Aaron Rodgers Breaks Playoff Record of Packers Hall of Famer

Aaron Rodgers Break Favre's Record

Getty Aaron Rodgers #12 of the Green Bay Packers celebrates after throwing a touchdown pass during the first quarter against the Seattle Seahawks in the NFC Divisional Playoff game at Lambeau Field on January 12, 2020 in Green Bay, Wisconsin.

While Aaron Rodgers likely won’t celebrate the personal achievement when the dust settles Sunday night, he officially took another franchise record from his Green Bay Packers predecessor with his second touchdown pass of the NFC Championship game.

With 8:21 left to play and the Packers’ season on life support, Rodgers connected with rookie tight end Jace Sternberger for a fourth-quarter touchdown that marked the 40th postseason scoring throw of his career, putting him ahead of Packers Hall of Fame quarterback Brett Favre for the No. 1 spot on the all-time franchise record list. He also threw a touchdown pass to running back Aaron Jones to get the Packers on the board in the third quarter against the San Francisco 49ers.

Rodgers’ second touchdown also made it seven straight postseason games with multiple touchdown passes, tossing a pair of them in the Packers’ divisional-round victory over the Seahawks. He also tossed nine over three games during Green Bay’s last trip to the playoffs after the 2016 season.

Unfortunately, the opportunity has faded for the Packers after falling behind 27-0 in the first half and failing to show enough life after halftime to complete a comeback. Rodgers’ interception into the hands of cornerback Richard Sherman with under two minutes to play sealed the loss at 37-20.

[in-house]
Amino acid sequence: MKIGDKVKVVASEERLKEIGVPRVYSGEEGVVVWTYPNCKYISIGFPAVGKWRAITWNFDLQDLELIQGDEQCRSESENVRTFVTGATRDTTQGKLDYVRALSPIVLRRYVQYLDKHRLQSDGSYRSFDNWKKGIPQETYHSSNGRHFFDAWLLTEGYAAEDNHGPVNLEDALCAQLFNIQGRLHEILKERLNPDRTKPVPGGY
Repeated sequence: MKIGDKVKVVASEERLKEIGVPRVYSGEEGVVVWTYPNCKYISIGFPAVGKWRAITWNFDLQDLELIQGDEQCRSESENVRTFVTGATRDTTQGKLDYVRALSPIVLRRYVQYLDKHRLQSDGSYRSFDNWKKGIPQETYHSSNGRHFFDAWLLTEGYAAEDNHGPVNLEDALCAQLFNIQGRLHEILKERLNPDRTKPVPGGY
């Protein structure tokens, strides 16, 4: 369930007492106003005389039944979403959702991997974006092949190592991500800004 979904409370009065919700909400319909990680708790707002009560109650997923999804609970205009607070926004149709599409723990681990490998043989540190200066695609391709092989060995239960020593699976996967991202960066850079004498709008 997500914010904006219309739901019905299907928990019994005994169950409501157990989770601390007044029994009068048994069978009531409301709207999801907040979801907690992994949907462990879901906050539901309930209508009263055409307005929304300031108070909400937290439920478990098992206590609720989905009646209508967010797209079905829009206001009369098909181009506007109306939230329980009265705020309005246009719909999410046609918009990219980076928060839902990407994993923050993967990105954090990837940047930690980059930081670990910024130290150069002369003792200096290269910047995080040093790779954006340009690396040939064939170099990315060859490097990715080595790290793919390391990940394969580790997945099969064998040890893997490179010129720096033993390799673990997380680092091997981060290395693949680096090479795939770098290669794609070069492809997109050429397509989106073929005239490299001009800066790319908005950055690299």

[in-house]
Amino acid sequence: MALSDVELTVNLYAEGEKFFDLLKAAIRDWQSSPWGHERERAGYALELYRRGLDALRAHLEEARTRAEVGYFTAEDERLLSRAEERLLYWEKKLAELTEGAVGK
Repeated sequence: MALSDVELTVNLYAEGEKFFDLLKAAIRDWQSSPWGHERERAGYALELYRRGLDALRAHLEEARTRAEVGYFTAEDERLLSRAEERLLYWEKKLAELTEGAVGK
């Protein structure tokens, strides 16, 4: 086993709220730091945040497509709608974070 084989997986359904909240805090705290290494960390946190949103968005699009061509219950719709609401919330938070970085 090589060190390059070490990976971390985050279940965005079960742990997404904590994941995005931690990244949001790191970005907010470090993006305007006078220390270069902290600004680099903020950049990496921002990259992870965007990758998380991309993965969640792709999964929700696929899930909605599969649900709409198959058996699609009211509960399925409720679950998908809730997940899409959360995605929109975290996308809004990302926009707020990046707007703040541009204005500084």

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A Closer Look at Brett Favre’s Numbers

During his storied career with the Packers, Favre started in 22 playoff games for the Packers and tossed 39 touchdown passes, five of which came in his final two postseason appearances during the 2007 playoffs. He also threw a combined five touchdown passes in his two Super Bowl appearances for the Packers, winning the title in 1997 before losing in 1998.

Rodgers still has a few more touchdown passes to go to match Favre’s career tally as he added another five during his two postseason games with the Minnesota Vikings, but he also surpassed his predecessor’s milestone in three fewer games for the Packers.

Coming into Sunday’s NFC Championship game, Rodgers also held postseason advantages of Favre in passing yards per game (261.2 to 243.9), completion percentage (63.3 to 60.8) and interceptions (30 to 10) that don’t figure to change before the current postseason comes to an end.

More Packers Postseason Records in Danger

Favre’s touchdown record wasn’t the only one in danger coming into Sunday’s conference championship against the 49ers.

Veteran cornerback Tramon Williams, who is likely playing his swan song for the Packers at 36 years old, needs just one interception to tie Sam Shield’s record of five in the postseason. He picked off three of those fives along the way to the Packers’ last Super Bowl title in 2011, while he has tallied two interceptions during the current regular season.

Davante Adams also took sole ownership over a Packers record on Sunday night when he surpassed 100 yards, becoming the first in franchise history to have four 100-yard receiving games. Adams caught eight passes for 160 yards last week against Seattle to tie Greg Jennings, Robert Brooks and Antonio Freeman for the record, but his eight catches for 122 yards (with 5:31 left to play in the fourth quarter) pushed him over the edge.

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